Background: I'm building a small camera sled to take pictures from a lake bottom down to 85 feet. the current
cam I have has twenty IR LED's around the outside of it,
and it works spiffy in pitch dark on the surface.

Question: How much IR energy does water absorb? I'm
debating standard dive lighting on the sled, but
why bother if the IR lighting will suffice within about
five to ten feet of the camera...

2003-05-05 07:30:34 PM  
In other words, Skiinstructor is looking for nessie.
2003-05-05 07:32:05 PM  
Skiinstructor Perhaps I'm not answering it directly.

IR is just a wavelength of energy in the large spectrum of energy. For example like the color red is 400 nm, and say a microwave is like 2m. (dont quote me on the values)

So the question you want to ask, is what wavelength does water absorb at? You want to due a search on the absorption coefficient of water at certain lights or something.

I'm an engineer not a scientist. And I had bad grades in college so be forewarned.
2003-05-05 07:33:50 PM  

So you are asking can light bounce between subatmoic particles? I'm no physics guy in the least, but for what I understood no subatomic particles exsists (for very long) in nature, they only exisist in the context of busting up an atom.

In short I have no idea.
2003-05-05 07:36:52 PM  

"I have no idea." is a perfectly acceptable answer. Thank you. (and I mean it)
2003-05-05 07:53:09 PM  
yup... soon we will be saying...

check out my 3000ghz PDA Tablet Latop
2003-05-05 07:58:35 PM  
CatchrNdRy, a photon is a subatomic particle. Neutrinos, which constantly bombard and penetrate everything with an infinitesimal chance of actual contact, are subatomic particles.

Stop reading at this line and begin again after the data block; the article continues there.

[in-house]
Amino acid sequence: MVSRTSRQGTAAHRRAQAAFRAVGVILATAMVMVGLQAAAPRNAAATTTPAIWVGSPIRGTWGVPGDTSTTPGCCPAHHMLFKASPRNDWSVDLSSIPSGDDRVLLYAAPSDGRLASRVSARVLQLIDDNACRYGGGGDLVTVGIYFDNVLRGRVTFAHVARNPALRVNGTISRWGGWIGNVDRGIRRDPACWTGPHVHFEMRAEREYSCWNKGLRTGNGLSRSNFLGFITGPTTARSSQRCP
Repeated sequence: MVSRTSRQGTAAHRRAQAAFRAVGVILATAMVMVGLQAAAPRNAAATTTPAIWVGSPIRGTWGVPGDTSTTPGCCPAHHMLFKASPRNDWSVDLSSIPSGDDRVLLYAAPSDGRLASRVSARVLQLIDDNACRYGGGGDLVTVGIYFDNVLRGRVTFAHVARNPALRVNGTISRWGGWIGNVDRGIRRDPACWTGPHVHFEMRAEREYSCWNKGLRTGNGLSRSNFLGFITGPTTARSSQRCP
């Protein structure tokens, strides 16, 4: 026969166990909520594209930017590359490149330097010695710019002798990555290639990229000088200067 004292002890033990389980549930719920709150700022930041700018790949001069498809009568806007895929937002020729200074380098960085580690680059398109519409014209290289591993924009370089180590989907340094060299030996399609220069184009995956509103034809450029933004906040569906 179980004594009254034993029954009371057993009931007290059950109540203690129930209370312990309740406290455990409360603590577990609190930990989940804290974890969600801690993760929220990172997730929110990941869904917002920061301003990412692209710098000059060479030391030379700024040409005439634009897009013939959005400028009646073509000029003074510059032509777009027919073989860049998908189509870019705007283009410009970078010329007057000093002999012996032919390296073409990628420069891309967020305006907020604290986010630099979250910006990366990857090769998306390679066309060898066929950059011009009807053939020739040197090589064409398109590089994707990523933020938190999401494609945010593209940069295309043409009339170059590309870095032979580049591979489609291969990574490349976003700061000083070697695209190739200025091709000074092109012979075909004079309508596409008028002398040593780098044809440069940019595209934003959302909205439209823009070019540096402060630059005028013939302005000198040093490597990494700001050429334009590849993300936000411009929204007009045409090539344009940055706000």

2003-05-05 07:59:07 PM  
Cool thing is I actually helped build a mill that processed high-end graphite for use in nanotubes. It's a damn dirty place (imagine yourself covered in thick layers of pencil lead dust), but it was neat to watch.
2003-05-05 08:05:28 PM  
Light is Consciousness
Gravity is Love.
2003-05-05 08:09:40 PM  

Excellent rant, my man!!!

What was it about? And why here?

LMAO, though! It's funny because it's true!
2003-05-05 08:11:48 PM  
And now I have a beam of light to catch.
2003-05-05 08:16:06 PM  

yup... soon we will be saying...

check out my 3000ghz PDA Tablet Latop

Will it talk to you in a smartass tone? How about a world-weary tone?

Will it store every single piece of information ever recorded?

If it won't, take it down the street. Throw that dead cat into somebody else's back yard!

/Drunk already and it's only 7 pm
2003-05-05 08:25:26 PM  
1. Animated Gifs: You need at least 300 animated gifs for your page to be successful. Animated gifs ensure the user has a seizure before he actually gets to read any of your content. Fancying having 30 animated gifs of different kinds of pie? Go for it! Your users will thank you for it, and probably sporadically projectile vomit, but thats ok. All in the name of design!

Funny you say that. For a while, I had images on Fark blocked for this very reason. I get these bad sinus infections that cause something to go weird with my right eye. All the blinking ads on the side were more torture than I could bear.